People tired due to narcolepsy symptoms 2

“What is EDS, and why am I always so tired?”

How narcolepsy patients with excessive daytime sleepiness (EDS) present.

Narcolepsy patients may describe EDS in various terms.1-4

  • Frequently, they do not use words such as “sleepiness” or “drowsiness.”2-4
    • Instead, they may complain of vague symptoms such as “tiredness” or “fatigue.”2-4
  • The first challenge for the clinician is to distinguish “sleepiness” from “fatigue.”3
    • Fatigue is described as a feeling of tiredness, lack of energy, or general sense of exhaustion.2,3
    • Sleepiness is the inability to avoid falling asleep.3
  • Patients with EDS may also appear depressed or irritable.2,3
  • A comprehensive sleep history is the most important aspect in evaluating EDS.3

Presentation of EDS may vary in children.

  • In an effort to cope or counteract sleepiness, children may become aggressive, emotional, irritable, distractible, or hyperactive.5-7
  • Caregivers may say their child always feels tired or falls asleep randomly or at unusual or unexpected times.8
    • One way to assess is to ask for recent examples of the child falling asleep suddenly and unexpectedly.
  • EDS can be misinterpreted as simply a need to nap in younger children or as laziness in older children.9
  • Different sleep duration in children may make it more difficult to assess how much they sleep.9.10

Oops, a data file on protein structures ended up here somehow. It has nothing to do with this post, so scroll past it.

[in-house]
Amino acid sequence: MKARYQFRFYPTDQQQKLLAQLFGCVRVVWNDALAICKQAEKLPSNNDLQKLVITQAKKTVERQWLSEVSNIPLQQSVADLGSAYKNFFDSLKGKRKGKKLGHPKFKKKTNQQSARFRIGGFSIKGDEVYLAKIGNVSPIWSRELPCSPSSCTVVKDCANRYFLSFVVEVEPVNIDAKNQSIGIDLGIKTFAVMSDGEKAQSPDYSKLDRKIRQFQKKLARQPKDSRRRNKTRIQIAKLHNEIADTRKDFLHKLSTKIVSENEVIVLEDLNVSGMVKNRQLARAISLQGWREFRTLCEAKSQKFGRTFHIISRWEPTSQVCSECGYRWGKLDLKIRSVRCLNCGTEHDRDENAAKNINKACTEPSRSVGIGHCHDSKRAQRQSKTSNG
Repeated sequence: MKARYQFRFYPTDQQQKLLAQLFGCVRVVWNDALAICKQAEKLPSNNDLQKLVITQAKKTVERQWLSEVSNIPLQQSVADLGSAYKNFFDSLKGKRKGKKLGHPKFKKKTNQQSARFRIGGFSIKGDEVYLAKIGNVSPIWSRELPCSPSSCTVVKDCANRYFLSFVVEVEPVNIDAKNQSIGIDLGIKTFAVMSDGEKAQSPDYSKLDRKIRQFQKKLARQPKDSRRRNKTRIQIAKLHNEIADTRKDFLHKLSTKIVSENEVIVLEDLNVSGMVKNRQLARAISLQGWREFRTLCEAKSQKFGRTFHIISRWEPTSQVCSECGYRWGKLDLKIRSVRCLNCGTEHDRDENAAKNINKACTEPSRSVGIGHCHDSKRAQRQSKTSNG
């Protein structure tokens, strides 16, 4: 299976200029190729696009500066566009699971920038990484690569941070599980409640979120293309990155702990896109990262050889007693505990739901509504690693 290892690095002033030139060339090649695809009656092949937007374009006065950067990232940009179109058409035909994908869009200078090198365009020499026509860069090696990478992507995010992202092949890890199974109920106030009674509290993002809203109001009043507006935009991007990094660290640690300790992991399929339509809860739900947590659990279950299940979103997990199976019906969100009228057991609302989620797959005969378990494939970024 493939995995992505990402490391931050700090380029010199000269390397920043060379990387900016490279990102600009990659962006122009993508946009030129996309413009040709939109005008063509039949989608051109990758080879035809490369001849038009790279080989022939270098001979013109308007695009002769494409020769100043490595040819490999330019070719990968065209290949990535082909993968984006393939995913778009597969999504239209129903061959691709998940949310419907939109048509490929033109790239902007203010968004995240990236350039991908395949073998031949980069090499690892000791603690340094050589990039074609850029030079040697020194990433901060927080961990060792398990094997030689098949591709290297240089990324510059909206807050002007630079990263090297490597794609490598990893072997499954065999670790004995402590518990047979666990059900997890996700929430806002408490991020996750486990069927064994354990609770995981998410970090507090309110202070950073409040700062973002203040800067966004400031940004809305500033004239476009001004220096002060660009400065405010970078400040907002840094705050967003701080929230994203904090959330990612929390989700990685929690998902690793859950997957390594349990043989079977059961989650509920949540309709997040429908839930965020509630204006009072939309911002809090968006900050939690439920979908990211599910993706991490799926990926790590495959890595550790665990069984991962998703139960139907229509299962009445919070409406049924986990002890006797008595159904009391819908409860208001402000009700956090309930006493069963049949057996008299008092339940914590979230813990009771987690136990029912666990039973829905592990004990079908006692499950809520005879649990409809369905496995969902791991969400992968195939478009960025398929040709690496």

Terms to listen for in taking the history of a patient who may have EDS.

Patients or caregivers may describe EDS as...

  • Mental fog11
  • Abnormal feelings of fuzziness or grogginess2
  • Difficulties with memory, concentration, and attention2,3
  • Hyperactivity, poor concentration, and “bad behavior” in children10
Key questions for evaluating excessive sleepiness.
Key questions for evaluating excessive sleepiness.

Key questions for evaluating excessive sleepiness.

It may be helpful to ask...2

  • Does the sleepiness occur only when in a quiet situation or also when the patient is active?
  • What is the patient’s sleep-wake schedule (what time does he or she go to bed and get up on weekdays and weekends)?
  • Does the sleepiness occur during situations that would compromise safety?
  • Are there other sleep features that may identify the cause of sleepiness?
  • Does the patient take naps?
  • What medications is the patient taking?

Interested in more insights?

Find out how patients talk about EDS in their own words.

These videos represent actual patients and caregivers describing EDS using their own words. Not all patient experiences will be the same.
EDS may affect your patients in many ways.